In particular, the achievement of high resolution photo response with sharp straight edges and resolutions exceeding about 100 lines has not been attainable in printed circuit applications with liquid photopolymers. Dry polymers have thus been required where high resolution solder mask coatings are desired. Furthermore the relatively thick layers of above about 0.002 in (0.005 cm) thickness, and not uncommonly 0.006 in. (0.015 cm), that are required to cover wiring traces on printed wiring boards are difficult to photo polymerize throughout the thickness thereof with conventional liquid photopolymer compositions. It has been considered incompatible to expect high resolution from liquid photopolymers, and if this characteristic need be added to those foregoing, it is indeed a set of characteristics that would not be expected with prior art liquid photopolymer compositions.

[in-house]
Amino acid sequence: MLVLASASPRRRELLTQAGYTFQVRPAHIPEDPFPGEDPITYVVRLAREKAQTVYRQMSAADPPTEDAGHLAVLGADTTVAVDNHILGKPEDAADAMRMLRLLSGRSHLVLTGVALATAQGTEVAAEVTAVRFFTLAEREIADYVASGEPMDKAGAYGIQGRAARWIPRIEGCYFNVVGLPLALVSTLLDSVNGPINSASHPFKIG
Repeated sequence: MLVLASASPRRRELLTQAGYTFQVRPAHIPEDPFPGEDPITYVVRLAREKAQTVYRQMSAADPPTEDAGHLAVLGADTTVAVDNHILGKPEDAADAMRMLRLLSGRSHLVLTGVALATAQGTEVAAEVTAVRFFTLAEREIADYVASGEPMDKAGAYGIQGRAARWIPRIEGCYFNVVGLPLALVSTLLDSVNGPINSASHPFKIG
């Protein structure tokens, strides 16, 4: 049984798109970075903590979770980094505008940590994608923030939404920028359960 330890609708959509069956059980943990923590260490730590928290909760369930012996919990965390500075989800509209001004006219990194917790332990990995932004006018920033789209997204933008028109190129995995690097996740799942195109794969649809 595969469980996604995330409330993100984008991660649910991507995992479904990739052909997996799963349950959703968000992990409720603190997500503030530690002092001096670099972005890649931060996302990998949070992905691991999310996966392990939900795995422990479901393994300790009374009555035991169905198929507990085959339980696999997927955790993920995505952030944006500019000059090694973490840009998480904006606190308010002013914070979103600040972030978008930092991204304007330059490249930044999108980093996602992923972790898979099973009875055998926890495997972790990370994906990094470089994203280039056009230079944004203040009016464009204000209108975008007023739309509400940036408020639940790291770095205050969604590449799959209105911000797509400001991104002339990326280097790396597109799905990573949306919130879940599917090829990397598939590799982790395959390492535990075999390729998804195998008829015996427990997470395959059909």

In the development of present day printed wiring boards, they have become complex and expensive, and thus need be salvageable when there are defects in the photopolymer coating, exposing and developing process. For this reason, a polymer, the manufacturing process and intermediate resulting manufactured product elements must permit board salvage operations should any inspection show an unacceptable defect in the solder mask coating thereon. For this reason the present process has several steps and salvage can be effected simply at any time before a final curing step of hardening the solder mask layer permanently in place over the wiring traces of the printed circuit board. The photopolymer image for this reason then is preferably exposed to actinic radiation three separate times. The first as aforesaid is a partial exposure through the thickness of a liquid layer disposed on the phototransparency with one side of the layer exposed to the air during photo exposure through the phototransparency image to keep the air side in liquid form for flowing over and around the wiring traces. The second is with the transparency in place over the wiring traces and substrate where both surfaces are in air free contact for in depth exposure through the same phototransparency image to polymerize the entire thickness of the liquid polymer. This polymerization step cures the liquid layer through its entire depth over the same image pattern so that it may be developed by washing out the uncured liquid photopolymer but leaves the layer loosely bonded to the wiring board over the wiring traces. Thus, after inspection at the first step, a defective layer need not be superimposed over the wiring. Similarly after the first step, if inspections shows a defective solder mask layer, it may be stripped from the board and a new mask laid down. A third curing and securing radiation exposure step may be made without an interposed phototransparency to expose the deposited pattern in place on the board after development, if inspection shows a properly deposited solder mask. If this final cure step is done at the second step, it would make board salvage difficult should there be a defect in the solder mask. The polymer thus need be of a characteristic not only to be partially polymerized through its thickness, as aforesaid, but also which permits a second step polymerization which cures through the entire depth of the layer but which does not so securely bind the layer to the wiring board that it may not be stripped.